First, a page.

Some Indian women wear a small dot between their eyebrows. It’s called a bindi, and it comes from an ancient Hindu tradition. It symbolizes female energy, and is believed to protect women and their husbands. But with modern medicine, there are hopes it will save lives too.
There are millions of women in rural India who are at risk of iodine deficiency.
This is because they live in areas where crops are grown in iodine-deprived soil, and about a third of the families don’t have access to iodized salt. Some are suffering from breast cancer, fibrocystic breast disease, and complications during pregnancy. In most cases, this is linked to an iodine deficiency.
Life saving dot:
How do we ensure the women in these rural areas get the required dosage of iodine? Almost every Indian woman wears a bindi, an Indian forehead decoration in the form of a dot. With this in mind, Grey Group Singapore’s newly formed philanthropic arm, Grey for Good, collaborated with the NGO Neelvasant Medical Foundation and Research Centre to produce iodine patches, known as the Life Saving Dot, the Grey Group wrote on its website.
According to Up Worthy, Iodine deficiency is the world’s leading cause of brain damage. You don’t hear much about iodine, but its role in the human body is incredibly important. In pregnant women, a lack of iodine can result in cognitive birth defects or stillbirth.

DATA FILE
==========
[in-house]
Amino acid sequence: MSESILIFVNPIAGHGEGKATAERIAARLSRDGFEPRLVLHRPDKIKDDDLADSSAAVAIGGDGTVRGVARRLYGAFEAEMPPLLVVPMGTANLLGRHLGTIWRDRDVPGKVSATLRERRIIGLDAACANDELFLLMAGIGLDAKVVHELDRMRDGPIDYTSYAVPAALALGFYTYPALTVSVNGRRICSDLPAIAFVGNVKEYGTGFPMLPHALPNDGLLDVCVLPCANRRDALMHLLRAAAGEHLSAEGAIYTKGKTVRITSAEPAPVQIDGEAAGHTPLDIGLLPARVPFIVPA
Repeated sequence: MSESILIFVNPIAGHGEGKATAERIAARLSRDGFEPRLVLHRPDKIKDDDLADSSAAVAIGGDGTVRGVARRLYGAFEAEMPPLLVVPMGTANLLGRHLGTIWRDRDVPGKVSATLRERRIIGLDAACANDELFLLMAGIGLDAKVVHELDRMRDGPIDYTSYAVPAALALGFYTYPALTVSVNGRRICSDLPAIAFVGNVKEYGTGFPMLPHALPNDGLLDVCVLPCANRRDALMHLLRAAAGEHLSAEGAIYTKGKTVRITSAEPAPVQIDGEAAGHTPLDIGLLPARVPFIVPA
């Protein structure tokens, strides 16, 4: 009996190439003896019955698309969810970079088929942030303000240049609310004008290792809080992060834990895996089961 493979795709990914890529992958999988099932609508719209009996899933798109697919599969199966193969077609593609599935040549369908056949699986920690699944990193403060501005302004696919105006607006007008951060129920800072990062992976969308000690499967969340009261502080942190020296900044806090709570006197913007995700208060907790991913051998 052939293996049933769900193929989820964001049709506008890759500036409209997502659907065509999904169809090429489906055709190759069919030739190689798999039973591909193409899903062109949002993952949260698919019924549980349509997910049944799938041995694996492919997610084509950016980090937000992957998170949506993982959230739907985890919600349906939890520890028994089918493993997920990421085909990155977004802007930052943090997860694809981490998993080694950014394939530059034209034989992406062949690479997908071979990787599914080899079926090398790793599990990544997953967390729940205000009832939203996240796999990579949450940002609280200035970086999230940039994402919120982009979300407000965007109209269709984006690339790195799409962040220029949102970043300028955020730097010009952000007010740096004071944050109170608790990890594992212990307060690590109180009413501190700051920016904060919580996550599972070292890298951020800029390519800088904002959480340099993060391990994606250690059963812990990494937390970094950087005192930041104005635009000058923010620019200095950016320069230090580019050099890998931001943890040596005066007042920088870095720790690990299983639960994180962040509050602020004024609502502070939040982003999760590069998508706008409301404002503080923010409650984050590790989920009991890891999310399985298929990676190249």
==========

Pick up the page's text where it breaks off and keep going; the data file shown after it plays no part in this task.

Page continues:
The Neelvasant Medical Foundation and Research Centre of India has coated the backs of bindis with iodine, which will then deliver up to 150 micrograms of iodine through the skin. The problem with using supplements is that they are expensive, with most families unable to afford them. But with Life Saving Dots, it is quite cheap at 10 rupees, or 16 cents for 30 days’ worth of dots.
According to International Business Times, the group is still conducting research to see how effective the bindis are at delivering iodine to the bloodstream. It’s also important to determine if the iodine will stay on the bindis in hot, dry conditions. So far, the iodine-infused bindis have reached more than 30,000 women in 100 villages.
Hopefully, this will work the way its intended. It’s a great start toward helping the needy.